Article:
Last week, Mayor Rahm Emanuel announced that the city of Chicago will be home to a substantial social impact bond project addressing early education services for impoverished youth and families.
According the Nonprofit Finance Fund, there are currently projects in various implementation stages underway in Massachusetts, New York, Utah, Colorado, Ohio, Connecticut, Michigan, Illinois, South Carolina and California.
Social impact bonds (also known as pay for success projects) shift the burden of social investment off the government and on to private investors. Private sector investors front the capital for organizations to implement social programs. The government only pays the initial investor back, with interest, if a specific set of outcomes are met. So, in essence, the government is now paying for outcomes and not services rendered.
The mayor and representatives from Chicago Public Schools (CPS) announced a new $16.9 million private investment in early education. The city’s youngest citizens will have access to expanded pre-K services using a half-day Child-Parent Center Model (CPC). The CPC works with children and families to improve educational outcomes. Children receive educational services, while their caretakers receive support services.
The Social Impact Bond money will serve approximately 2,620 children in the city over the course of four years. This is about half of the children under the poverty line, without access to pre-K education, according to the city. The remaining half will be served through an additional $9.4 million in funding from the city and Chicago Public Schools, as well as a $4.5 million state grant.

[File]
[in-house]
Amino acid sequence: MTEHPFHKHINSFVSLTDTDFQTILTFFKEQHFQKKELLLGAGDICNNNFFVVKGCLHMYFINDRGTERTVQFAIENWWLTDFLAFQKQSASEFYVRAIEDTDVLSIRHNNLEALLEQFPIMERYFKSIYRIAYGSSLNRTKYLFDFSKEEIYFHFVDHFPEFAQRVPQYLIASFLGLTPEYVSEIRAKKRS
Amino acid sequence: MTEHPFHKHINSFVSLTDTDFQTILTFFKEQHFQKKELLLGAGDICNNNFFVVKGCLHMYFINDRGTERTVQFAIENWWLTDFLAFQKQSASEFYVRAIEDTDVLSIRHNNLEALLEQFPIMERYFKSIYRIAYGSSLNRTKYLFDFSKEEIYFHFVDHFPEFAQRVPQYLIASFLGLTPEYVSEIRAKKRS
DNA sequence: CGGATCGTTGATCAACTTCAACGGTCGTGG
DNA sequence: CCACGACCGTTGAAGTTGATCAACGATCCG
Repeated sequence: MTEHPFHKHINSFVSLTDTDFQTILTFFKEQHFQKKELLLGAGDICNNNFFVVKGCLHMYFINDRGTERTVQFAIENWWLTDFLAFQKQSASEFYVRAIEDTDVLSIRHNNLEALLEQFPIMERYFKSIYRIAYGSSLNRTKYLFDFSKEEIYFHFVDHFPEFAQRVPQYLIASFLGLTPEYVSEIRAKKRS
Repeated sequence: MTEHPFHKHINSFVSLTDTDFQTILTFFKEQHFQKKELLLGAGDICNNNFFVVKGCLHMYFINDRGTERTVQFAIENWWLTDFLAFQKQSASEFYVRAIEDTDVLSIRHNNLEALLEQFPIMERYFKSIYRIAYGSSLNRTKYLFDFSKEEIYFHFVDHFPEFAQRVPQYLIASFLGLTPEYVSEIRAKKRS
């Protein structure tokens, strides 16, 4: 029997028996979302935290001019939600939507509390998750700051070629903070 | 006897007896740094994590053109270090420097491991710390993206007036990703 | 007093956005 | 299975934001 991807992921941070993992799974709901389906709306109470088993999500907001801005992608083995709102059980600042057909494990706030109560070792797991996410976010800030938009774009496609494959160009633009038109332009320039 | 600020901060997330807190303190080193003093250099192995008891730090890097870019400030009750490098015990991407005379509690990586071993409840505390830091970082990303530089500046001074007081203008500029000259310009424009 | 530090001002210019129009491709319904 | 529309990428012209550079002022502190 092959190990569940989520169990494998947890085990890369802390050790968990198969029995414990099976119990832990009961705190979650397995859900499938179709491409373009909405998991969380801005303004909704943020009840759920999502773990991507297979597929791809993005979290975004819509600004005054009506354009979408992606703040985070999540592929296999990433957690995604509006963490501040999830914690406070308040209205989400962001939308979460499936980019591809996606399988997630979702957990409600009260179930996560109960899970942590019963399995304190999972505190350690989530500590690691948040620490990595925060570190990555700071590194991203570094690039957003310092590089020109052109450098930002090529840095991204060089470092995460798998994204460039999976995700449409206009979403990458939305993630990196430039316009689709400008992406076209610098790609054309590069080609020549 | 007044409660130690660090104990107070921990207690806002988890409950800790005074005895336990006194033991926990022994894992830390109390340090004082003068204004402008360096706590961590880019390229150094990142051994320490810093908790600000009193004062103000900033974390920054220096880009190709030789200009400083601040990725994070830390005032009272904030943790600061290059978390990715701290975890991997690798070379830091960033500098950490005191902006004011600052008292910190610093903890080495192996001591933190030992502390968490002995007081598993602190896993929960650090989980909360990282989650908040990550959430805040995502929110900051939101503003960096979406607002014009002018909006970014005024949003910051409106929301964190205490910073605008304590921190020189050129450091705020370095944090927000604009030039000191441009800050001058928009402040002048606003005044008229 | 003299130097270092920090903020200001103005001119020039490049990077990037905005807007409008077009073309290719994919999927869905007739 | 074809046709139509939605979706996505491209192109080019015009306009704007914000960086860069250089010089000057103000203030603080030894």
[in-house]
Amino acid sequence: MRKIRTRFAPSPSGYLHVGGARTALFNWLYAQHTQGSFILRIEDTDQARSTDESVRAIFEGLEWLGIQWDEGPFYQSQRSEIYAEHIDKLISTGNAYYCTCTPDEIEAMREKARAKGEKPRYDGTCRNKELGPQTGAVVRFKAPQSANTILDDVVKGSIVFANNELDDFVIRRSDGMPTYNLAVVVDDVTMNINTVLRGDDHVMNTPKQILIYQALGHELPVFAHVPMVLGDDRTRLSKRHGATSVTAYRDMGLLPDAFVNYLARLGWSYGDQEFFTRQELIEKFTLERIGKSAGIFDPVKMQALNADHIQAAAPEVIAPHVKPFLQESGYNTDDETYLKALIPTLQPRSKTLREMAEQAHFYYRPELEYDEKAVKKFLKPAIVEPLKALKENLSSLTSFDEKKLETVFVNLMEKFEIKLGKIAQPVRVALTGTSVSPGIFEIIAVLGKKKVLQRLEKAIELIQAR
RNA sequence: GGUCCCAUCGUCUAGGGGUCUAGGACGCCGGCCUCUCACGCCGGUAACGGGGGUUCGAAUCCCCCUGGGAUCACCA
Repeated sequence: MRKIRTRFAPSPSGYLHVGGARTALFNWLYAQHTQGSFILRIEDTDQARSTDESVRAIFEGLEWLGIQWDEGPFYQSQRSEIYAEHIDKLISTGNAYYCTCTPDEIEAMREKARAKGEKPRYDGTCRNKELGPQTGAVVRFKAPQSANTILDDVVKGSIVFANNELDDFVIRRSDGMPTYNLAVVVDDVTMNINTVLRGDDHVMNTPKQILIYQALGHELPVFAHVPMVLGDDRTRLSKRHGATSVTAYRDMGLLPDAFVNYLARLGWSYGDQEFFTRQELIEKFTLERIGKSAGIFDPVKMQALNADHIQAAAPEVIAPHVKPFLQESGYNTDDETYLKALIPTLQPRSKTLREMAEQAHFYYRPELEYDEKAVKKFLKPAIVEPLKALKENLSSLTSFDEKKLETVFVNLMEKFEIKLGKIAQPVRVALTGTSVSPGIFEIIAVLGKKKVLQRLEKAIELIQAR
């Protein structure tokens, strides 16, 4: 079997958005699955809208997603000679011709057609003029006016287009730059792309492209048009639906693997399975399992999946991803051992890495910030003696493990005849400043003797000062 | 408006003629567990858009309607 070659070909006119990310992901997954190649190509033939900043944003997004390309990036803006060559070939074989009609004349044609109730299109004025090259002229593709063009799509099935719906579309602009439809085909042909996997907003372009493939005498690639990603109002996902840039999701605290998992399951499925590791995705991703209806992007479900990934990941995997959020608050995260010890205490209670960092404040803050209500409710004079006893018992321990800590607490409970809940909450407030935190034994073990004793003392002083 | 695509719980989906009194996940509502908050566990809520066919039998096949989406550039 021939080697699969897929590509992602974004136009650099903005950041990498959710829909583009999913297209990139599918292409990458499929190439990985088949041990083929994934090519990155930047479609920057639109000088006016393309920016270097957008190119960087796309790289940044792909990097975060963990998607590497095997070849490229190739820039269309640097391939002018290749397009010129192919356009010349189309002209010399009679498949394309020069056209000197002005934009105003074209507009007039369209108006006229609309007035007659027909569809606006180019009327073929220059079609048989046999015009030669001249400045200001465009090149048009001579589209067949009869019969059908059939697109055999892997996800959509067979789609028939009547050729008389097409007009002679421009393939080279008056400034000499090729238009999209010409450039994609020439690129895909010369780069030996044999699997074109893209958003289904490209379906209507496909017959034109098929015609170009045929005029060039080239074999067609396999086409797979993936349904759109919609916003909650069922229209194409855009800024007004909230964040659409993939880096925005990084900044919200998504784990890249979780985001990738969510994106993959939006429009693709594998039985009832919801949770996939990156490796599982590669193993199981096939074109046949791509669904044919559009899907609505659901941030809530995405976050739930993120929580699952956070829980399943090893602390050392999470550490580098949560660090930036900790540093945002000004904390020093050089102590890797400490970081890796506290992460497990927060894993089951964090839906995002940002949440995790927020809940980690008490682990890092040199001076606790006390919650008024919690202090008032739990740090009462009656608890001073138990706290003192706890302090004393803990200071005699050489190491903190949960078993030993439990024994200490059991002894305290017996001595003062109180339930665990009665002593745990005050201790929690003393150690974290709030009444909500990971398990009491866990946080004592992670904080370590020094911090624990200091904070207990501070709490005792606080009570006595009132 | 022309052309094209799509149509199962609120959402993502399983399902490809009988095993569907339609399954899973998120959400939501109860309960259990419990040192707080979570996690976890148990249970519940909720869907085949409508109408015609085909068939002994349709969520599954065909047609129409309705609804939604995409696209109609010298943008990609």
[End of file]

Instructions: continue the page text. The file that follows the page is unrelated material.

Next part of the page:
The primary lenders for this project include Goldman Sachs Social Impact Fund and Northern Trust financial services firm. The J.B. and M.K. Pritzker Family Foundation is listed as a subordinate lender. The Finnegan Family Foundation will underwrite a portion of the evaluation costs.
IFF (formerly the Illinois Facilities Fund) will be the project coordinator. IFF will manage the flow of funds between funding partners and CPS, distributing loan dollars for Child Parent Center operations and repaying lenders with the success payments from CPS and the city.
Metropolitan Family Services (MFS) will serve as the program intermediary to the project, helping CPS identify best practices from around the field that could be used to further the success of the model. MFS is a subcontractor of project coordinator, IFF.
This deal is the second and largest Social Impact Bond in the US, addressing early childhood education. The first was launched in July 2013 in Utah – also with Goldman Sachs, the J.B. and M.K. Pritzker Family Foundation and the United Way of Salt Lake County.
The grant will follow participants for 14 years to determine if outcome measurements have been met. Metrics include increasing kindergarten readiness, improving third grade literacy and reducing the need for special education services. An independent evaluator will assess whether these measurements have been met. If analysis proves students have fared well after attending the early education programs, investors will get a return on their investment.
The city estimates that surplus will come from CPS savings of $9,100 per student for each student who avoids special education services. An additional $2,900 would be saved for each student deemed ready for kindergarten after attending the program, and a $750 savings for each student who scores above the national average on a third-grade reading test.
“There is nothing that’s more important than our kids. Giving them a quality education from day one and helping provide their parents with the told to be consistent and active partners in their children’s education is the best investment any of us can make,” said Mayor Emanuel, in a statement.
Judith Fenlon is the money and business editor of The Imprint.